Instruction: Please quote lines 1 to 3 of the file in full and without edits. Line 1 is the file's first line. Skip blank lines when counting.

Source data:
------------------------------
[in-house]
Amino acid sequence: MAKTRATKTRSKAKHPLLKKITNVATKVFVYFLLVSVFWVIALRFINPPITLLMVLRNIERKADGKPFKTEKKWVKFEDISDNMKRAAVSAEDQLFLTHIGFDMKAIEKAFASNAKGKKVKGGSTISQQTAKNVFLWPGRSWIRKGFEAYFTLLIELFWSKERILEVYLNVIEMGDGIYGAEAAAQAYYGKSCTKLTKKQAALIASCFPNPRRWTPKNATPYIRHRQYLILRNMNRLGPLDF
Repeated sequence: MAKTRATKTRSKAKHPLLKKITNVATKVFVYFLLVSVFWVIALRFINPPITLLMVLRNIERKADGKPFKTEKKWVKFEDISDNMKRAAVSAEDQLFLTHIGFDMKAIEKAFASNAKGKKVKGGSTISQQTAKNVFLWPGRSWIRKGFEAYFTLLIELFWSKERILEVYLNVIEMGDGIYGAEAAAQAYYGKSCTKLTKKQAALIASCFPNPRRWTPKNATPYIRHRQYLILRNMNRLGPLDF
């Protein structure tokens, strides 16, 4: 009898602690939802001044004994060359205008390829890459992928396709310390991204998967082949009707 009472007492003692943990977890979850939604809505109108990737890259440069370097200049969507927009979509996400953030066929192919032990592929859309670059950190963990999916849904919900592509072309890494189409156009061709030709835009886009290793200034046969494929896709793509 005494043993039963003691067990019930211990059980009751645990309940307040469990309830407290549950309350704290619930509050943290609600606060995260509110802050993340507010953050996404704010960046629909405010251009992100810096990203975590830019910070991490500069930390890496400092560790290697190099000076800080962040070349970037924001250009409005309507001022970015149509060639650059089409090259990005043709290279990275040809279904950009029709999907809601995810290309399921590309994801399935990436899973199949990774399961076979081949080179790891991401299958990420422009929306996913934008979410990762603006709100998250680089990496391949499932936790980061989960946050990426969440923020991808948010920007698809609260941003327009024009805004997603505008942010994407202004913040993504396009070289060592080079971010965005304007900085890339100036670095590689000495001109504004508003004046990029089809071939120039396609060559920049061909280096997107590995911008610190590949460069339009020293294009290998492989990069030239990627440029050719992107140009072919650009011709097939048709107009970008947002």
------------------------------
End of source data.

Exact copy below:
[in-house]
Amino acid sequence: MAKTRATKTRSKAKHPLLKKITNVATKVFVYFLLVSVFWVIALRFINPPITLLMVLRNIERKADGKPFKTEKKWVKFEDISDNMKRAAVSAEDQLFLTHIGFDMKAIEKAFASNAKGKKVKGGSTISQQTAKNVFLWPGRSWIRKGFEAYFTLLIELFWSKERILEVYLNVIEMGDGIYGAEAAAQAYYGKSCTKLTKKQAALIASCFPNPRRWTPKNATPYIRHRQYLILRNMNRLGPLDF
Repeated sequence: MAKTRATKTRSKAKHPLLKKITNVATKVFVYFLLVSVFWVIALRFINPPITLLMVLRNIERKADGKPFKTEKKWVKFEDISDNMKRAAVSAEDQLFLTHIGFDMKAIEKAFASNAKGKKVKGGSTISQQTAKNVFLWPGRSWIRKGFEAYFTLLIELFWSKERILEVYLNVIEMGDGIYGAEAAAQAYYGKSCTKLTKKQAALIASCFPNPRRWTPKNATPYIRHRQYLILRNMNRLGPLDF